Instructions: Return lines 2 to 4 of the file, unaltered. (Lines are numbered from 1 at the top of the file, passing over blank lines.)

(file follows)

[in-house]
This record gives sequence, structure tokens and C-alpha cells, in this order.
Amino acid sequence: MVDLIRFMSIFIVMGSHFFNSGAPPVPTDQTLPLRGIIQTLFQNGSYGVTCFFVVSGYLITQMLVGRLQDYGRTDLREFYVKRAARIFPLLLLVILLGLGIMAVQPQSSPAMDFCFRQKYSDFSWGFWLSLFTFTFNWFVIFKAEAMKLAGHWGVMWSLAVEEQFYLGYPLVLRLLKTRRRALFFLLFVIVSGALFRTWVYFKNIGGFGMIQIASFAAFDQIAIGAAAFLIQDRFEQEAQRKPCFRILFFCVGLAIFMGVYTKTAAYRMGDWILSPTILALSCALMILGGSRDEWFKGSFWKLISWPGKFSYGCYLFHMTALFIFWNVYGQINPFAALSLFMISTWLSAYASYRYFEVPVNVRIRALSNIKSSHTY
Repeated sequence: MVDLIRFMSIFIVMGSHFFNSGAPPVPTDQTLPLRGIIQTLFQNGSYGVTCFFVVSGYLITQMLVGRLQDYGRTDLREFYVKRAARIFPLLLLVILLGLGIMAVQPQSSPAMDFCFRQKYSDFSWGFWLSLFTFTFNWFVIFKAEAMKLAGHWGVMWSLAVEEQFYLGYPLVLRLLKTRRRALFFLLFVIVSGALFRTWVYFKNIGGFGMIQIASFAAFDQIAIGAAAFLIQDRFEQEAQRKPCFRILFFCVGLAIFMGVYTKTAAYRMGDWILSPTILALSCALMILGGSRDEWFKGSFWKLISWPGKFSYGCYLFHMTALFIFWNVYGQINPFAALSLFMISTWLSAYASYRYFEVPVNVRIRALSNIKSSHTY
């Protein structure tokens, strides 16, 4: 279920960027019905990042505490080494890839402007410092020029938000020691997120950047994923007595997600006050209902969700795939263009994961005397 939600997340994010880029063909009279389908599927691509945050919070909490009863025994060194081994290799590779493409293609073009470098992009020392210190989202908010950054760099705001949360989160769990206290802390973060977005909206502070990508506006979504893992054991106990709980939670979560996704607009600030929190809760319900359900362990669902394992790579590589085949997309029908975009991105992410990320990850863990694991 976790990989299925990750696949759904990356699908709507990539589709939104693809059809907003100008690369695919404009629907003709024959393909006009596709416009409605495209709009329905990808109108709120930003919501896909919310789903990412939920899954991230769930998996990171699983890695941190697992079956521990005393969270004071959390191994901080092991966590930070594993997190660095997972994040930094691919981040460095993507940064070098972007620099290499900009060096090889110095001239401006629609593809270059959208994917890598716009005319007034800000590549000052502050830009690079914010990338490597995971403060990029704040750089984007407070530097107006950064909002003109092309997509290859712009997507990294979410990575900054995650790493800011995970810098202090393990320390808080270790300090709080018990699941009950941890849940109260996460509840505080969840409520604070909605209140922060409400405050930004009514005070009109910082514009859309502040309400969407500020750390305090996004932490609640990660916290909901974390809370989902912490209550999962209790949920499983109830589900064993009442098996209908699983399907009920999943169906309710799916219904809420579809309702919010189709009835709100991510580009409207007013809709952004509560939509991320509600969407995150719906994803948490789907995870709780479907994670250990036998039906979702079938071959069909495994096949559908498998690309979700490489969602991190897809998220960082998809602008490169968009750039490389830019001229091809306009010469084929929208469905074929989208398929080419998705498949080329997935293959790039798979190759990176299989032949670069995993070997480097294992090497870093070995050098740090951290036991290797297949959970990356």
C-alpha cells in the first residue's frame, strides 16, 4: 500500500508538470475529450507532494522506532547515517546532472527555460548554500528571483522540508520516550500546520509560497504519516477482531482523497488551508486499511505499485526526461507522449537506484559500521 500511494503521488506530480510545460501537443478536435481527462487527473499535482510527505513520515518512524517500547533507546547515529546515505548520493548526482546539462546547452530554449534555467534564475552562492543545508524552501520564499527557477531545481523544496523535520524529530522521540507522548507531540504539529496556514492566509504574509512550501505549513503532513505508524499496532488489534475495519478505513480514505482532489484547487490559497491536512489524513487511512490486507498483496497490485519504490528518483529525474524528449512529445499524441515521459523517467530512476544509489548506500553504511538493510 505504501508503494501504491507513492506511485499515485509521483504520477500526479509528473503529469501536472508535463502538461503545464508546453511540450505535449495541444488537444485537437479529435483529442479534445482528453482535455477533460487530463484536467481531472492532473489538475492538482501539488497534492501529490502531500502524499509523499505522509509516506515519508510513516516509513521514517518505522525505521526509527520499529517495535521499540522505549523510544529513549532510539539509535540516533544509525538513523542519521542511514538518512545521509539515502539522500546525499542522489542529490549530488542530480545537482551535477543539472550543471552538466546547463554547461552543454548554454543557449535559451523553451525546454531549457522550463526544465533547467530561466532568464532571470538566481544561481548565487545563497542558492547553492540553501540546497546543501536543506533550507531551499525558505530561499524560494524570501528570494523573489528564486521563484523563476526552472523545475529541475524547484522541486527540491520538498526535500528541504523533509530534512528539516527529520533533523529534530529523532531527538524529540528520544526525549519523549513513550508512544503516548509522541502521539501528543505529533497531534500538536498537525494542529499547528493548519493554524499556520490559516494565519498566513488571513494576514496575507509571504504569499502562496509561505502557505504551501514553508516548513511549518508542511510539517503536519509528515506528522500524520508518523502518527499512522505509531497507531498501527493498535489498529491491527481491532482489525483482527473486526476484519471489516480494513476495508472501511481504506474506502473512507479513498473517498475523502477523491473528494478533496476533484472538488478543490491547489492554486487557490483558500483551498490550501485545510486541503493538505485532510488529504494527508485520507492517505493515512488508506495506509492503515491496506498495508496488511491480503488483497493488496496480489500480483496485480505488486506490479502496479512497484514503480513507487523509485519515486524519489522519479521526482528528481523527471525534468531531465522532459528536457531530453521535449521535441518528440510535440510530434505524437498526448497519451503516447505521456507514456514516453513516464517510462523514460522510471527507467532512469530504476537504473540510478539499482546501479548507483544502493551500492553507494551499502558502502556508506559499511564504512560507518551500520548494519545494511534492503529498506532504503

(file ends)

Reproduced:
This record gives sequence, structure tokens and C-alpha cells, in this order.
Amino acid sequence: MVDLIRFMSIFIVMGSHFFNSGAPPVPTDQTLPLRGIIQTLFQNGSYGVTCFFVVSGYLITQMLVGRLQDYGRTDLREFYVKRAARIFPLLLLVILLGLGIMAVQPQSSPAMDFCFRQKYSDFSWGFWLSLFTFTFNWFVIFKAEAMKLAGHWGVMWSLAVEEQFYLGYPLVLRLLKTRRRALFFLLFVIVSGALFRTWVYFKNIGGFGMIQIASFAAFDQIAIGAAAFLIQDRFEQEAQRKPCFRILFFCVGLAIFMGVYTKTAAYRMGDWILSPTILALSCALMILGGSRDEWFKGSFWKLISWPGKFSYGCYLFHMTALFIFWNVYGQINPFAALSLFMISTWLSAYASYRYFEVPVNVRIRALSNIKSSHTY
Repeated sequence: MVDLIRFMSIFIVMGSHFFNSGAPPVPTDQTLPLRGIIQTLFQNGSYGVTCFFVVSGYLITQMLVGRLQDYGRTDLREFYVKRAARIFPLLLLVILLGLGIMAVQPQSSPAMDFCFRQKYSDFSWGFWLSLFTFTFNWFVIFKAEAMKLAGHWGVMWSLAVEEQFYLGYPLVLRLLKTRRRALFFLLFVIVSGALFRTWVYFKNIGGFGMIQIASFAAFDQIAIGAAAFLIQDRFEQEAQRKPCFRILFFCVGLAIFMGVYTKTAAYRMGDWILSPTILALSCALMILGGSRDEWFKGSFWKLISWPGKFSYGCYLFHMTALFIFWNVYGQINPFAALSLFMISTWLSAYASYRYFEVPVNVRIRALSNIKSSHTY